With the pandemic pitting mask-wearers against mask protesters, and police-brutality protests sparking violent street clashes, “I just feel like it’s a powder keg,” she said. “I want to be armed and dangerous.”
Neither gun companies nor the government releases detailed data on firearm sales or the demographics of buyers. The FBI’s National Instant Criminal Background Check System (NICS) — a widely accepted proxy — shows a 41 percent increase in activity during the first nine months of this year, compared to the same period in 2019, which was a record year. With 28.8 million background checks through the end of September, this year’s surge has already surpassed last year’s all-time high of 28.4 million.
Eight of the top 10 all-time weeks for background checks have happened this year, with the top week coming in March after the WHO declared the coronavirus a pandemic.
Eight of the top 10 all-time weeks for background checks have happened this year, according to NICS data that goes back to 1998. The top week came in March, when the World Health Organization declared the coronavirus crisis a pandemic. The top month this year came in June, following the late-May killing of George Floyd by Minneapolis police.
Shares of Smith & Wesson and Sturm Ruger, the two top U.S. manufacturers, have soared 131 percent and 59 percent, respectively, this year. Both companies did not respond to requests for comment.
The historically high sales are adding millions of weapons to a nation that already has more guns than people. The Geneva-based Small Arms Survey estimated the number of U.S. guns at 393 million in 2017. That dwarfed the next highest totals of 71 million in India and nearly 50 million in China — countries that both have populations four times the size of the United States.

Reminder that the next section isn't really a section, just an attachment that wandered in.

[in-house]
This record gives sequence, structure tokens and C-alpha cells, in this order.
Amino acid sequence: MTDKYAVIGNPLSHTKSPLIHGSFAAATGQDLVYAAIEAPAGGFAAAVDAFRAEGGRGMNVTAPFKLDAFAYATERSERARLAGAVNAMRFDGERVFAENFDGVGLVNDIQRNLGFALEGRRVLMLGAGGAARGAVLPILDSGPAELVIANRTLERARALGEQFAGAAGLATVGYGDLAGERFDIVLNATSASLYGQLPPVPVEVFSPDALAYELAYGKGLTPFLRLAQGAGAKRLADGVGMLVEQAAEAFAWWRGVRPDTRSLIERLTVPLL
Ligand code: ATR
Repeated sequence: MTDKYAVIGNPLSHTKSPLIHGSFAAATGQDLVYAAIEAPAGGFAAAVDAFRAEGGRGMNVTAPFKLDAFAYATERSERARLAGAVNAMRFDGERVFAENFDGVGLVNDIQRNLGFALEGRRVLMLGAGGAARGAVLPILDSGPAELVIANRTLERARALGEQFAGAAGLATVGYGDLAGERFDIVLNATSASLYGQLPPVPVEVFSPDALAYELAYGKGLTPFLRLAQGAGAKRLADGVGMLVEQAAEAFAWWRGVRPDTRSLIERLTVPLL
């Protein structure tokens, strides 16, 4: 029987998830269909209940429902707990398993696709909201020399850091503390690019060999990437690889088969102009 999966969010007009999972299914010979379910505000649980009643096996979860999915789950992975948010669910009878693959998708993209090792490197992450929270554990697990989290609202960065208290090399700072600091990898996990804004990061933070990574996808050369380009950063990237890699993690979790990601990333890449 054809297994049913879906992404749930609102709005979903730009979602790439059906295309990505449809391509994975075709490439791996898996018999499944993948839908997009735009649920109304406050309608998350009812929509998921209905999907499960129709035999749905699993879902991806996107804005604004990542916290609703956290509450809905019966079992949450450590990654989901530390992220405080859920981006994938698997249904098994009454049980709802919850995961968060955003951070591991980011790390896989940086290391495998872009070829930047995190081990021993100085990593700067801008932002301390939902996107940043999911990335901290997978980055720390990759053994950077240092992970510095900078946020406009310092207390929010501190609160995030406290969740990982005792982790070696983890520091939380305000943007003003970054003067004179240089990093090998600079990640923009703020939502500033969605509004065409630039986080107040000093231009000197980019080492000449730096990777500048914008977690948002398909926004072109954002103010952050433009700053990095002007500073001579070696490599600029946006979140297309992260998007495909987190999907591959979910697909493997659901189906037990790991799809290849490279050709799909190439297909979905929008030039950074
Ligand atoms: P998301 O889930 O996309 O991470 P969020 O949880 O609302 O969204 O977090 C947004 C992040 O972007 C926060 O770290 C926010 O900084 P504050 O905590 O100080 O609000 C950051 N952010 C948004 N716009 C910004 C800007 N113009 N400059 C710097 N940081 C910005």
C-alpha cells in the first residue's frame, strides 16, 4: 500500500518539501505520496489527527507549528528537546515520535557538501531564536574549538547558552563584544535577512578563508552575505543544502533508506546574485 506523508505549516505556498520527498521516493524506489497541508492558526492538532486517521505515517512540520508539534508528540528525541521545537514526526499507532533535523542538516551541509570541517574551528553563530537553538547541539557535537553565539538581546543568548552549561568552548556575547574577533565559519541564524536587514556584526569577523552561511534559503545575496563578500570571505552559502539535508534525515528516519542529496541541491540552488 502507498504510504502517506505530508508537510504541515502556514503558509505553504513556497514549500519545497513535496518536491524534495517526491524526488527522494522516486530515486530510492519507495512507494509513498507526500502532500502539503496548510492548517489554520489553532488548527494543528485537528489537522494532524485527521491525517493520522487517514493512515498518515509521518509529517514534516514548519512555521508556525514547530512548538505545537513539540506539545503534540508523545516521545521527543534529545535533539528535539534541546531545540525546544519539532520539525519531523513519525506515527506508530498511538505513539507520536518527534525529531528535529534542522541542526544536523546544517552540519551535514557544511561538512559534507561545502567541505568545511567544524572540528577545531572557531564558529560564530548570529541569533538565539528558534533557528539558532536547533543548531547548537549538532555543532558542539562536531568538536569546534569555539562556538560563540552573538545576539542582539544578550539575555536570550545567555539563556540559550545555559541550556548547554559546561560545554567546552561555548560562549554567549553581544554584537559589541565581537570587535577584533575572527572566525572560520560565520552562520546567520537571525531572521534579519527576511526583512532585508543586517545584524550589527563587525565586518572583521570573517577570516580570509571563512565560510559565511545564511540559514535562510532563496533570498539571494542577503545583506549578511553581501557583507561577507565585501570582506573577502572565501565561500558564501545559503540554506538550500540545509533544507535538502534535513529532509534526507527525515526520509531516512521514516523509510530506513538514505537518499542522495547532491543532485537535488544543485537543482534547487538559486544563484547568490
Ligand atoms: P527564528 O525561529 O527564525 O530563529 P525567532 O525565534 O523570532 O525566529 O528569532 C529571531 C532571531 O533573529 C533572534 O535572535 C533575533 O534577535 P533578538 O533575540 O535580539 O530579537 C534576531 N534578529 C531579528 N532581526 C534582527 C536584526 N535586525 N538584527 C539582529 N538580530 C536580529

Aside from rising concerns over street violence related to political unrest, surging gun sales can translate to more routine gun deaths, researchers say. Harvard University professor David Hemenway said there is overwhelming evidence that buying a gun greatly increases a household’s risk of suicide, shooting accidents and violence against a domestic partner.
“It’s pretty clear that more guns is more death,” said Hemenway, director of the school’s Injury Control Research Center, which studies injury prevention.
This year’s historic demand has forced buyers and sellers to get creative in finding weapons and ammo, more than a dozen buyers, industry experts and gun-shop owners say. The owner of a shooting range in Monroe, New York, for instance, told Reuters it has started buying ammunition from customers who have stockpiles at home. Online auction sites for guns and ammunition have seen prices skyrocket. Bootstrapping entrepreneurs are hitting estate sales looking for gun collections to resell. In Kenosha, Wisconsin — the site of deadly street clashes after the police killing of Jacob Blake in August — gunsmith Jared Carlson said he has been inundated with calls from would-be customers who can’t find guns or ammo at traditional outlets.
Christopher Metz, CEO of Vista Outdoor, one of the nation’s largest ammunition makers, told analysts in August that it can’t get bullets to its distributors fast enough. “It’s the leanest we have ever seen them in inventory,” he said, noting that the lack of ammunition is particularly frustrating to first-time gun buyers.